Everest is a sobering character story packed with bravery, horror, and humility – as well as thrilling tension.
Rob Hall (Jason Clarke) is a renowned mountain climber and entrepreneur – founding Adventure Consultants to lead outdoor sport enthusiasts through the world’s most dangerous terrains. Even though Hall and his team lead expeditions around the globe, Adventure Consultants is best known for success in guiding clients along the treacherous journey to the summit of Mount Everest. Hall’s positive reputation (and profits) inspired other enterprising climbing guides to follow in his footsteps – resulting in an increasing number of adventure seekers attempting Everest climbs each year.
However, in the summer of 1996, the rising commercialization of guided climbs on Everest leads to congestion on the mountain. Waylaid by harsh weather conditions, a handful of inexperienced climbers, and fleeting moments of human error, Hall and the Adventure Consultants clientele, including Outdoor magazine journalist Jon Krakauer (Michael Kelly), renowned Japanese climber Yasuko Namba (Naoko Mori), Lone Star State doctor Beck Weathers (Josh Brolin), and postal worker-turned-adventurer Doug Hansen (John Hawkes) become trapped near the mountain’s summit. With no chance of aerial rescue, the climbers must dig-in and knuckle down for a life or death fight against mother nature.
Based on true events of the “1996 Everest Disaster,” along with accounts from surviving members of the team and climbing experts, Baltasar Kormákur’s (2 Guns) Everest biopic attempts to turn tragedy into enthralling character drama. It’s a tricky line, especially given that experts have conflicting opinions about how the disaster could have been avoided and who, exactly, is to blame; yet, Kormákur and screenwriters William Nicholson (Unbroken) and Simon Beaufoy (Hunger Games: Catching Fire) are able to provide a relatively balanced, and thrilling, account of the tragic May 10th expedition – with insight into how and why climbers even attempt to summit Everest (even though nearly one-in-four will perish in their endeavor).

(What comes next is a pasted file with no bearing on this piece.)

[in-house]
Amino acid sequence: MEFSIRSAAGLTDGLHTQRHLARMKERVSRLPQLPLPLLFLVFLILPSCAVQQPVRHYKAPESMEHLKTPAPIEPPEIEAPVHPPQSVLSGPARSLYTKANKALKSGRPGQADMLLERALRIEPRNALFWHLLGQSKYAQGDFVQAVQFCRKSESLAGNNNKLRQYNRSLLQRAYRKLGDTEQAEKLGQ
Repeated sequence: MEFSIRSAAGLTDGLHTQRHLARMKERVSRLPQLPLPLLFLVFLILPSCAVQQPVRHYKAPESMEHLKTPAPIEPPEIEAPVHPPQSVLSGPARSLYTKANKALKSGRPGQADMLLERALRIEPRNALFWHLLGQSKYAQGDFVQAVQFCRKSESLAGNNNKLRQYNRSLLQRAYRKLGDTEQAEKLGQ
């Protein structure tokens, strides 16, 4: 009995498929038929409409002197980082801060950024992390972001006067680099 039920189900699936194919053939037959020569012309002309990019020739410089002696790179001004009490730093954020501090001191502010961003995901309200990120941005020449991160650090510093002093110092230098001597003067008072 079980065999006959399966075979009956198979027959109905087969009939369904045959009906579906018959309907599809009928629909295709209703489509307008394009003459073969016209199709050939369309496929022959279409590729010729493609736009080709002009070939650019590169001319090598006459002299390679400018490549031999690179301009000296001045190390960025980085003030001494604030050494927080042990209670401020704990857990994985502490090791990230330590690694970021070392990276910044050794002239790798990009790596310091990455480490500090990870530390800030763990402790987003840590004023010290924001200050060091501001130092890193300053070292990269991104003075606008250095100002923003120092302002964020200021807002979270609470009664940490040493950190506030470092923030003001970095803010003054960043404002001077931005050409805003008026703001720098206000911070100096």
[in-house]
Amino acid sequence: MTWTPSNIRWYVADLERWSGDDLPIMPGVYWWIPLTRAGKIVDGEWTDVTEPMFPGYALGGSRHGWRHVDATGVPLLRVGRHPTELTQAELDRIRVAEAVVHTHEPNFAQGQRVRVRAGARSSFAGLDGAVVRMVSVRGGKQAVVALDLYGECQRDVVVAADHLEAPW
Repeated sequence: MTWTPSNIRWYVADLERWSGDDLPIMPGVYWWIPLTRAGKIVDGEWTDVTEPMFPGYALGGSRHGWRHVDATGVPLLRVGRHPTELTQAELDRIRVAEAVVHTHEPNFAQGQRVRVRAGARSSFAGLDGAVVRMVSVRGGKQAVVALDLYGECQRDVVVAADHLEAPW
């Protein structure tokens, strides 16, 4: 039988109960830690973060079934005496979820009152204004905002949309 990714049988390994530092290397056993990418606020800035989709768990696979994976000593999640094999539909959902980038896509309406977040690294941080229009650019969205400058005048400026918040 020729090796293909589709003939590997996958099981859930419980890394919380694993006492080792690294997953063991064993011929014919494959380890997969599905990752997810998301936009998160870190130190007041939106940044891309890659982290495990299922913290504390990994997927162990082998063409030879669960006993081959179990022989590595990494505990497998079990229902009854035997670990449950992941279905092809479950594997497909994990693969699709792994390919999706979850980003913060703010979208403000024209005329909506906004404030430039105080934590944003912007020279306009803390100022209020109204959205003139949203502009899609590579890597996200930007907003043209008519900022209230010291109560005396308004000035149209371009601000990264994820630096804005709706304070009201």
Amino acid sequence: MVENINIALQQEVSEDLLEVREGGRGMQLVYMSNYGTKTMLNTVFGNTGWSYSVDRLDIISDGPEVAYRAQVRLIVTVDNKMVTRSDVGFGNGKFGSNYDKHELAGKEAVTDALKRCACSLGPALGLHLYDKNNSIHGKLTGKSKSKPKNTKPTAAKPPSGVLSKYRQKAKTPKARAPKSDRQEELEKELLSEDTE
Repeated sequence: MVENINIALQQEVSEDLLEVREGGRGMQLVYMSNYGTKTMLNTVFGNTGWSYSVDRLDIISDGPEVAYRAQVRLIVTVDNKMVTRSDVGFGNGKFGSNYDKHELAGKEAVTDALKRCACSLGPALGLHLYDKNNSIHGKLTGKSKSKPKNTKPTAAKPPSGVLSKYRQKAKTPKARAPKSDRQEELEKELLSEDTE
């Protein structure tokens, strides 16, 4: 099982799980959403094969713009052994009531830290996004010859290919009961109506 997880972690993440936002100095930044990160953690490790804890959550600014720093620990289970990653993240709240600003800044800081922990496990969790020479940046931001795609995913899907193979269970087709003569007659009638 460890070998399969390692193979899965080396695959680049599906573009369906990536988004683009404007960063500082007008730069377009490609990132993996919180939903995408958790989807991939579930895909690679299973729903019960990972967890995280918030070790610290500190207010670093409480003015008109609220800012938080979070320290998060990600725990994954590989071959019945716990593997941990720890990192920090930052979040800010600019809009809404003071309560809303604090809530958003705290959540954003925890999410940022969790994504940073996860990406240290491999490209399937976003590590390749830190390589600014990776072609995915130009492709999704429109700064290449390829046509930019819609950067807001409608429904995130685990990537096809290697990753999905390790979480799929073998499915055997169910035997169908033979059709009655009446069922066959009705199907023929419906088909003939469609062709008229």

Beyond the practical challenges of filming a movie about death on Mount Everest, Kormákur is careful to portray Hall, his Adventures Consultants colleagues, competitors, and their clientele in shades of grey – making sure that no one person comes out looking like an outright villain (or, more directly, the person most deserving of blame for the event). Instead of furthering a particular account, or turn speculation into fact, Kormákur explores the various reasons these real-life characters journey to Everest – as well as how each person met (and were shaped or broken by) the harsh realities of mortality on the mountain.
To that end, Kormákur revels in the men and women of the 1996 Everest Disaster for the first two-thirds of the film, only to lose a bit of narrative traction when Hall’s expedition slips into full-on disaster mode. The first act succeeds in establishing the setting, and teaching the climbers (as well as the audience) rules for ascending the mountain, but Kormákur’s film shines in the second act – setting the stage, and onscreen tension, through subtle unpacking of the people in Hall’s expedition. For the most part, the filmmaker carries his principle subjects through a full narrative arc (whether they live or die) but, by the end, Everest is moving so fast, it’s difficult to fully understand each choice the team or an individual is making – and, subsequently, how the viewer is supposed to feel about each person after the fact.